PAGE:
Embattled nominee Cho takes his case to media
But Cho spent a lot of the time denying allegations about his daughter’s academic career and family wealth and urged the local media not to “attack” his children with false reports.
Cho, who until late July served as President Moon Jae-in’s senior secretary for civil affairs, said it was only after he was nominated as justice minister by Moon in early August and started preparations for the confirmation hearing that he learned specifically about his daughter’s controversial credit for a medical research paper and hefty investments his wife and two children made in a private equity fund.
The confirmation hearing was originally supposed to be held yesterday and today at the National Assembly building in Yeouido, western Seoul, by lawmakers on the parliamentary Legislation and Judiciary Committee, but the hearing failed to open on schedule after lawmakers from the ruling Democratic Party (DP) and main opposition Liberty Korea Party (LKP) on the committee squabbled over a list of witnesses to summon.
The LKP, which vehemently opposes Cho’s appointment as justice minister, wanted to call in Cho’s family members to be questioned.
With the likelihood growing of no confirmation hearing ever being held, Cho asked the DP Monday morning if he could hold a press conference at the National Assembly.
The ruling party lent its support, allowing him to take questions from reporters in a room. Cho said he would take any question no matter how long the press conference lasted.
The press conference started at 3:30 p.m. and ended at 2:15 a.m. Tuesday.
One of the first allegations brought up by reporters was that Cho’s daughter was cited as the first author of an English-language research paper in the Korean Journal of Pathology in 2008 after a two-week internship at Dankook University while she was a high school student and that she allegedly used that accomplishment to gain admission to Korea University’s College of Life Sciences & Biotechnology in 2010, the Seoul National University Graduate School of Environmental Studies in 2014 and Pusan National University’s medical school in 2015.
Cho’s daughter also faces allegations that she received scholarships multiple times at Seoul National University and Pusan National University despite the fact she barely took classes in the former school and flunked two semesters in the latter.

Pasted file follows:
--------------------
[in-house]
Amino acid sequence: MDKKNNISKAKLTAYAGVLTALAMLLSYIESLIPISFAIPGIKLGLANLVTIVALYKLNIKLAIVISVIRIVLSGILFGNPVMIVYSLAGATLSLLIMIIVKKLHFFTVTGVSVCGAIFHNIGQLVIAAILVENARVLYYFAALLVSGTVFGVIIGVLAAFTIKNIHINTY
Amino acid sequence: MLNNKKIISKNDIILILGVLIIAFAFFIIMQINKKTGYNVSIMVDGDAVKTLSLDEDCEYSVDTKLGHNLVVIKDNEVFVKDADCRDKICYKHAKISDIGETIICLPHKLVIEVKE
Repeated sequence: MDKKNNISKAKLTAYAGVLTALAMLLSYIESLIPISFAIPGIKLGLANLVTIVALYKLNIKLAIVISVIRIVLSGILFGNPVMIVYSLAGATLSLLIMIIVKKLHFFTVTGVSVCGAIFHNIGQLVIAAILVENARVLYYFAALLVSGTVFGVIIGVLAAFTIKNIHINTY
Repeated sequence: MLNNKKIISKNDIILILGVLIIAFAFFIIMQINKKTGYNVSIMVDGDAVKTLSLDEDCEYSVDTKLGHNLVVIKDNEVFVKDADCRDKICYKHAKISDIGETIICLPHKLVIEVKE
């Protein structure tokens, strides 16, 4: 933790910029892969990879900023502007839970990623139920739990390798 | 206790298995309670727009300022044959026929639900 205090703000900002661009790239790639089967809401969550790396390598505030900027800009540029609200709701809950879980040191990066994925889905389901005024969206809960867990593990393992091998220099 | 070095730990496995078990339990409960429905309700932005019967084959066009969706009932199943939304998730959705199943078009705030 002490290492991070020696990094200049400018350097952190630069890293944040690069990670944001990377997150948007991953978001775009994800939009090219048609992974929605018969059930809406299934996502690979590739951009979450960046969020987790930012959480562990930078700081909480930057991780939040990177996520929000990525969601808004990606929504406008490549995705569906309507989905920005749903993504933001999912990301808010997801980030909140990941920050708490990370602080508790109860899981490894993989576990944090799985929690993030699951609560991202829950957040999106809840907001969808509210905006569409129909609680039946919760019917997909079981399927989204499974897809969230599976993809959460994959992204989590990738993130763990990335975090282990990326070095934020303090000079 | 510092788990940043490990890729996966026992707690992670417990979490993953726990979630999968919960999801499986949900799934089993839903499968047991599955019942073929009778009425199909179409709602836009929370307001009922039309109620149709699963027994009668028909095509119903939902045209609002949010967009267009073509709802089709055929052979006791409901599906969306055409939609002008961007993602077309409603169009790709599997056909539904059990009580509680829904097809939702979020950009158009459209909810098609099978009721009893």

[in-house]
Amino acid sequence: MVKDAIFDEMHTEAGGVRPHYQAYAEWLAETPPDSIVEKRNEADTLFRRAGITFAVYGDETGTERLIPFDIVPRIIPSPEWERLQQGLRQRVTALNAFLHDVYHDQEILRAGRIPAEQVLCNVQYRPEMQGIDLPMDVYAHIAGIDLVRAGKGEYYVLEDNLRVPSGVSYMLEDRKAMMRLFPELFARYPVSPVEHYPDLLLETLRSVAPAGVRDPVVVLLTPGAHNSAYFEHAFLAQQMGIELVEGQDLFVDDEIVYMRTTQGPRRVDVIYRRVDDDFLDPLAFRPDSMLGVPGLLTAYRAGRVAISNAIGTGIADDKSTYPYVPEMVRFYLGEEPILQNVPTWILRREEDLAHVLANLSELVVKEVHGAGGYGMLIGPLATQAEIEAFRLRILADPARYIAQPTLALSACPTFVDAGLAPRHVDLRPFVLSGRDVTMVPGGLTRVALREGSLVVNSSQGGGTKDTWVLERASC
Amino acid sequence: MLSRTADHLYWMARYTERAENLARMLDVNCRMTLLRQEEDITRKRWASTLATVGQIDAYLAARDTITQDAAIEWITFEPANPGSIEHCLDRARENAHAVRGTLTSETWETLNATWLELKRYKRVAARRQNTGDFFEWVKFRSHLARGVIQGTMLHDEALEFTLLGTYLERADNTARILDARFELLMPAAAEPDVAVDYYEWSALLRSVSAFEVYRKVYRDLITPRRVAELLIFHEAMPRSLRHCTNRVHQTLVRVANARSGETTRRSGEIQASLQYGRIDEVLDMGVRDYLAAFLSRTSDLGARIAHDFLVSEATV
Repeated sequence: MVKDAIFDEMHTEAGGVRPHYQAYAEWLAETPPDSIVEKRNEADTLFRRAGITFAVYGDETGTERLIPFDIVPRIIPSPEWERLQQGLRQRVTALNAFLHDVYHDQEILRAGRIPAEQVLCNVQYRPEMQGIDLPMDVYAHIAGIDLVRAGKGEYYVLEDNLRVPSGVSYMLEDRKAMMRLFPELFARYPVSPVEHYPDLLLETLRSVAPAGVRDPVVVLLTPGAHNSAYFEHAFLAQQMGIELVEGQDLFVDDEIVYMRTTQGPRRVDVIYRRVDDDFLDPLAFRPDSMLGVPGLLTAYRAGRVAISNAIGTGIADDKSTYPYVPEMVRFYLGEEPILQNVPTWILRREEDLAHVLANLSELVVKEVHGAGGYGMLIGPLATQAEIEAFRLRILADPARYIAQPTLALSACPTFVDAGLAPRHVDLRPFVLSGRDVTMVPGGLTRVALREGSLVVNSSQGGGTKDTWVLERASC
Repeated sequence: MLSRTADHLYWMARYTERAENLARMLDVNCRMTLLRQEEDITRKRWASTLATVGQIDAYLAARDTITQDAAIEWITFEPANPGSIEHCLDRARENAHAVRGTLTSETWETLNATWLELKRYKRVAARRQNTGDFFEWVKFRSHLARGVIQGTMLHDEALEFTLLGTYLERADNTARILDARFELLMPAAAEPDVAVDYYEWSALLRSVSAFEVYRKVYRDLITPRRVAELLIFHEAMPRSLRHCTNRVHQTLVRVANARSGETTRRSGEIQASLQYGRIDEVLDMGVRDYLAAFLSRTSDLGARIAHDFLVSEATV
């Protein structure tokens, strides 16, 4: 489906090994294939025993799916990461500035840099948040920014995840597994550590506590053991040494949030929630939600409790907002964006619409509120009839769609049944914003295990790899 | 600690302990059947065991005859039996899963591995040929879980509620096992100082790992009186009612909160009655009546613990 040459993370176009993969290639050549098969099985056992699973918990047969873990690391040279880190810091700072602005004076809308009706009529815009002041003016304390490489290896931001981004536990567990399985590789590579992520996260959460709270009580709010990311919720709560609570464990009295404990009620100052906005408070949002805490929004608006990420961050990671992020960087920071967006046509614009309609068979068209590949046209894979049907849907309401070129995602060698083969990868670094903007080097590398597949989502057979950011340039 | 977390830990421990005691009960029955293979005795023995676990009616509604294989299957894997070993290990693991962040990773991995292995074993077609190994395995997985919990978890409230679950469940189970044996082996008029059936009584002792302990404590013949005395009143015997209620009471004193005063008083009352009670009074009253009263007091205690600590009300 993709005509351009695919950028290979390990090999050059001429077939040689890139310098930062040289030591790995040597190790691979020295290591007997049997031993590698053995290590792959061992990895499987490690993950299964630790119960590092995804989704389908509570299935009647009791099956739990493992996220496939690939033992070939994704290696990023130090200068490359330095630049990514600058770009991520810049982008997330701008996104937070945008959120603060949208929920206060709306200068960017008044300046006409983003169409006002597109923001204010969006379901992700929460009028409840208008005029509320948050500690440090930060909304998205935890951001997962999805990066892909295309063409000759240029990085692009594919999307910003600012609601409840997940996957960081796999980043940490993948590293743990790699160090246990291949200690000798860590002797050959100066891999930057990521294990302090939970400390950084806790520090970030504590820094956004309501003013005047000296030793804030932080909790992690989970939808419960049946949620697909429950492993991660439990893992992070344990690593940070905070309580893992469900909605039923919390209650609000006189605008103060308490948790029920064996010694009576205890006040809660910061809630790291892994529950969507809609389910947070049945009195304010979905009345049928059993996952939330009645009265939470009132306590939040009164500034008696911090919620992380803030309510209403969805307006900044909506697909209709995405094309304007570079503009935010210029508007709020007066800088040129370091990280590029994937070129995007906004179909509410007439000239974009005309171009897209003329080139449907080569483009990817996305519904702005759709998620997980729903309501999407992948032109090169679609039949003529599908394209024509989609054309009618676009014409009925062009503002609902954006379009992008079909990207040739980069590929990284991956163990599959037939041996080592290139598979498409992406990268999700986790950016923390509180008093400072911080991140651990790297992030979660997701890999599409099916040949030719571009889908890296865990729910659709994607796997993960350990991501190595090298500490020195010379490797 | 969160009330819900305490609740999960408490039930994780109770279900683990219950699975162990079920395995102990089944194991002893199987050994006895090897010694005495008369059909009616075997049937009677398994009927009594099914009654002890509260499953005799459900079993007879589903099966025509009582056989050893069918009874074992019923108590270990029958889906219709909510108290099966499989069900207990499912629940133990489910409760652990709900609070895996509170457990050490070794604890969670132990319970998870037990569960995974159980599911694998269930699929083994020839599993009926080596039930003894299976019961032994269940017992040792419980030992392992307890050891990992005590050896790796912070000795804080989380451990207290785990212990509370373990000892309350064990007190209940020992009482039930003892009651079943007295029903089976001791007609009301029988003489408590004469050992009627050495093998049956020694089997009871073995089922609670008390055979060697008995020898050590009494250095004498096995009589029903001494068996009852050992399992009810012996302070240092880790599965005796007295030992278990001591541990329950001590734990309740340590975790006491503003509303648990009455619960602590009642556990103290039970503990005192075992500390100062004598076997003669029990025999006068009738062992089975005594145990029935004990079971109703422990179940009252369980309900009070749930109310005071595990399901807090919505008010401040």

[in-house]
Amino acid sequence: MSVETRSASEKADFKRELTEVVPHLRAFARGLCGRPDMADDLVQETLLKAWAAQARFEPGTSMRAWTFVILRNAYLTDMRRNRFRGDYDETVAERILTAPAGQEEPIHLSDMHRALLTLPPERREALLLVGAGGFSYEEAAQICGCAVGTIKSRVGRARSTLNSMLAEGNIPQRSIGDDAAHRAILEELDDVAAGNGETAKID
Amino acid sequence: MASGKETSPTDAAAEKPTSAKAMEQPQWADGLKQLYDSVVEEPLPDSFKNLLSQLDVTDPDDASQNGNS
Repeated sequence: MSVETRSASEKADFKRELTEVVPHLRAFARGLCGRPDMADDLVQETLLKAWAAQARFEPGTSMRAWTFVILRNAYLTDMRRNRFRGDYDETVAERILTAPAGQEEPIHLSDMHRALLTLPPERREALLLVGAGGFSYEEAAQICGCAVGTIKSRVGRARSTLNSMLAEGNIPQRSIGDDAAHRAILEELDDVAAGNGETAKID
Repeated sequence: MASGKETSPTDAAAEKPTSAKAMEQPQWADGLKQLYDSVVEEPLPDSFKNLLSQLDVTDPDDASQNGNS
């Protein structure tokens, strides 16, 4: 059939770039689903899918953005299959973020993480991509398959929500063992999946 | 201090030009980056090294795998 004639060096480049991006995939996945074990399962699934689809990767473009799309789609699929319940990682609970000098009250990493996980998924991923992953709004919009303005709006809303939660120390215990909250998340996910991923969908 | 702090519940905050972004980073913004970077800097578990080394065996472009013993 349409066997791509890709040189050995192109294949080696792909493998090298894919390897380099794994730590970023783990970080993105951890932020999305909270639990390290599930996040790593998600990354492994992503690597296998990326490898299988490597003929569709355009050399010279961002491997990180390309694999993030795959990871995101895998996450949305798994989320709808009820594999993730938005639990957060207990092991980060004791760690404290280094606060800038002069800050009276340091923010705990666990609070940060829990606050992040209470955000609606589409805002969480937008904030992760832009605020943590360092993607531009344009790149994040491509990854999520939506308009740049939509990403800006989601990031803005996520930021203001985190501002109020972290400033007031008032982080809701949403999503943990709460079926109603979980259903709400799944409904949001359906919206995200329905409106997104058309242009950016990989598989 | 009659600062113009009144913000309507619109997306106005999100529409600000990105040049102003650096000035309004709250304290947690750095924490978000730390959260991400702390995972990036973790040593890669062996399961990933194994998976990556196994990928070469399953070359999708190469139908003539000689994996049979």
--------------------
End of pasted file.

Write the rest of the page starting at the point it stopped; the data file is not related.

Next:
In regards to the research paper, Cho said he did not, nor did anyone else in his family, personally contact the professor who led the research about giving his daughter first author credit, though at the time, he did feel “surprised” about the fact his daughter’s name came first. Cho said he thinks his daughter was named first author because she was good in English and made a “big contribution” to the research team when they had to organize details of their experiments into an English-language paper. Cho also denied any involvement in his daughter’s scholarships, saying he does not know how she was selected as a recipient.
The justice minister nominee also said it was only recently that he learned specifically about his family’s investments, calling himself “ignorant” when it comes to “economic and business” matters. Cho said his wife is also “not an investment expert” and that she was only taking advice from Cho’s first cousin once removed, who’s an “investment expert in the family.”
But asked about connections to his first cousin once removed, Cho tried to distance himself, saying he only sees that relative once a year and lately learned through the media that he fled the country.
Slamming Cho for holding the press conference and the DP for allowing it, the LKP on Monday suggested the two parties make a decision on the list of witnesses for Cho’s confirmation hearing, and as required by law, hold the session five days afterwards. The LKP said it would drop its request to summon Cho’s mother, wife and daughter.
The DP turned down the offer, saying the confirmation hearing can’t be held at all because the LKP failed to meet the original date.
Minister nominees in Korea are subject to non-binding confirmation hearings conducted by the National Assembly before their formal appointment by the president, an often brutal process of questioning. By law, however, the president doesn’t need endorsement from the National Assembly to appoint ministers, meaning Moon can go ahead and appoint Cho no matter what happens at his confirmation hearing - or if no hearing is held at all. With Cho, Moon is widely expected to go ahead.
BY LEE SUNG-EUN, HA JUN-HO [firstname.lastname@example.org]
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